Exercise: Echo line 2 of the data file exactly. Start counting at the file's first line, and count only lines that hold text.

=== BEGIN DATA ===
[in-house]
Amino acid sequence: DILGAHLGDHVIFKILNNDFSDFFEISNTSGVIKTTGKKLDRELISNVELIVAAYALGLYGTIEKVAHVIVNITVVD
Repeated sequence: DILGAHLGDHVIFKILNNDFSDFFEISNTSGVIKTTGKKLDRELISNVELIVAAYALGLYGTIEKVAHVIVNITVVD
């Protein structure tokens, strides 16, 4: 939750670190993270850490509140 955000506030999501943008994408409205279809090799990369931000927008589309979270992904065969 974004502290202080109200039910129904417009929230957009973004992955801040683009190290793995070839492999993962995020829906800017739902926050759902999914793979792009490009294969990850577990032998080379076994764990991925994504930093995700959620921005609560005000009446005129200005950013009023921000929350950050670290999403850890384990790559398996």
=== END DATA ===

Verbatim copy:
Amino acid sequence: DILGAHLGDHVIFKILNNDFSDFFEISNTSGVIKTTGKKLDRELISNVELIVAAYALGLYGTIEKVAHVIVNITVVD